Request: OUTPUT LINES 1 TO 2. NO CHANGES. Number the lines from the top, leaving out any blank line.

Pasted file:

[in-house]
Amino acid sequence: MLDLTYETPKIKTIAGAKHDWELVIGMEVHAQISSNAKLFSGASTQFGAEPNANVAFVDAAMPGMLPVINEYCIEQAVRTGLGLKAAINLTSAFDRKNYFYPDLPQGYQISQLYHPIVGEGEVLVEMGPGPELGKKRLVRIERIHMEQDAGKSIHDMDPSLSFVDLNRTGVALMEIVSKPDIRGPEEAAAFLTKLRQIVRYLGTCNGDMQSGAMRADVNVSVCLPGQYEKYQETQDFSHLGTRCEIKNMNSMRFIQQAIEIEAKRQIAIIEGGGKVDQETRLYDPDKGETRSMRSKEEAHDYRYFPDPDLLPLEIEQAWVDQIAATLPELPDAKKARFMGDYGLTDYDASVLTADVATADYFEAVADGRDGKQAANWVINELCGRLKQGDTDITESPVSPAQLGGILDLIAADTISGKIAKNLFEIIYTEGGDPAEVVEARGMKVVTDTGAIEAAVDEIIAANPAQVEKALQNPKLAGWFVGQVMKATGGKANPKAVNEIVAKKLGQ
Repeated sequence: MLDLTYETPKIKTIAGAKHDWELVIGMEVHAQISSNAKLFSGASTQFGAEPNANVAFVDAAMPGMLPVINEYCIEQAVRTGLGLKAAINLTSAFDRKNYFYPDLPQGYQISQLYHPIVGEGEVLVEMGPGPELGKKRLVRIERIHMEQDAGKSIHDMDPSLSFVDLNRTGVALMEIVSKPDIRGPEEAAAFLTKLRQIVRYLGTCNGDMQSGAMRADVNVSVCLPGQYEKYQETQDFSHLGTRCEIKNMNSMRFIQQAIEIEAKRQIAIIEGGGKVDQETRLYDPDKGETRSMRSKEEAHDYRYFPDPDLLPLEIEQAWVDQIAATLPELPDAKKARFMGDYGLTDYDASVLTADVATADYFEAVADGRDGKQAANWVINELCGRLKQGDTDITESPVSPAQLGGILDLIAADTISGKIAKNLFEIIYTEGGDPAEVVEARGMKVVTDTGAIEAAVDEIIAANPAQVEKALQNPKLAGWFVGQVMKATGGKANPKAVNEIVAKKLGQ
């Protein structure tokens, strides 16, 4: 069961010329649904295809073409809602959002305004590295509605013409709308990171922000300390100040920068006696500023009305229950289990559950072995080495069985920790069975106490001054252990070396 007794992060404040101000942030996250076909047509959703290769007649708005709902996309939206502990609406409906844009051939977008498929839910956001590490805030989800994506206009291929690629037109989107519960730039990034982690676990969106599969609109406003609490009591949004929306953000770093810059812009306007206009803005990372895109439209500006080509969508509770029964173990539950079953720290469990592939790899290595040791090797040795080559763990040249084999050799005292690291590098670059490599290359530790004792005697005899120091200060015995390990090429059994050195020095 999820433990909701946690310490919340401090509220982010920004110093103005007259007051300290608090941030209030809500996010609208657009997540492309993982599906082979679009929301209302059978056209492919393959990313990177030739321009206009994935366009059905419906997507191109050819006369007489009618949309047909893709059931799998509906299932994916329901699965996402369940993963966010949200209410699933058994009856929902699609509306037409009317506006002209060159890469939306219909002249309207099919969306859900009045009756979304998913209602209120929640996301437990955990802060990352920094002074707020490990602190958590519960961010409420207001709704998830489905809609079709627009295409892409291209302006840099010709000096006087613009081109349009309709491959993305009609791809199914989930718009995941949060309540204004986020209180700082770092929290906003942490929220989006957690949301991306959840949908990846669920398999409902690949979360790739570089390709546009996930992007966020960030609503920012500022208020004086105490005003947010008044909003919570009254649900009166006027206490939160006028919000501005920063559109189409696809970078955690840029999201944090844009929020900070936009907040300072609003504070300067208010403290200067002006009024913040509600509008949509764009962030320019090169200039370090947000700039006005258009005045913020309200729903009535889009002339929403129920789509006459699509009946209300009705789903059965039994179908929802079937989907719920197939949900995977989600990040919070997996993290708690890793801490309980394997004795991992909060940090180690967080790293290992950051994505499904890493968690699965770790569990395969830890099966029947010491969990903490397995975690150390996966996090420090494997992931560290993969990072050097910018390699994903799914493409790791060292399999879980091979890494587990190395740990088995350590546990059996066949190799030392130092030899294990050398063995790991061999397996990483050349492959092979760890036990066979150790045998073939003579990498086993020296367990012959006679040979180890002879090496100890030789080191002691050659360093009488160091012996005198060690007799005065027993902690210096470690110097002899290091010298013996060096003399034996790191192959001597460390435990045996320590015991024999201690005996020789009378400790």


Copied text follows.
[in-house]
Amino acid sequence: MLDLTYETPKIKTIAGAKHDWELVIGMEVHAQISSNAKLFSGASTQFGAEPNANVAFVDAAMPGMLPVINEYCIEQAVRTGLGLKAAINLTSAFDRKNYFYPDLPQGYQISQLYHPIVGEGEVLVEMGPGPELGKKRLVRIERIHMEQDAGKSIHDMDPSLSFVDLNRTGVALMEIVSKPDIRGPEEAAAFLTKLRQIVRYLGTCNGDMQSGAMRADVNVSVCLPGQYEKYQETQDFSHLGTRCEIKNMNSMRFIQQAIEIEAKRQIAIIEGGGKVDQETRLYDPDKGETRSMRSKEEAHDYRYFPDPDLLPLEIEQAWVDQIAATLPELPDAKKARFMGDYGLTDYDASVLTADVATADYFEAVADGRDGKQAANWVINELCGRLKQGDTDITESPVSPAQLGGILDLIAADTISGKIAKNLFEIIYTEGGDPAEVVEARGMKVVTDTGAIEAAVDEIIAANPAQVEKALQNPKLAGWFVGQVMKATGGKANPKAVNEIVAKKLGQ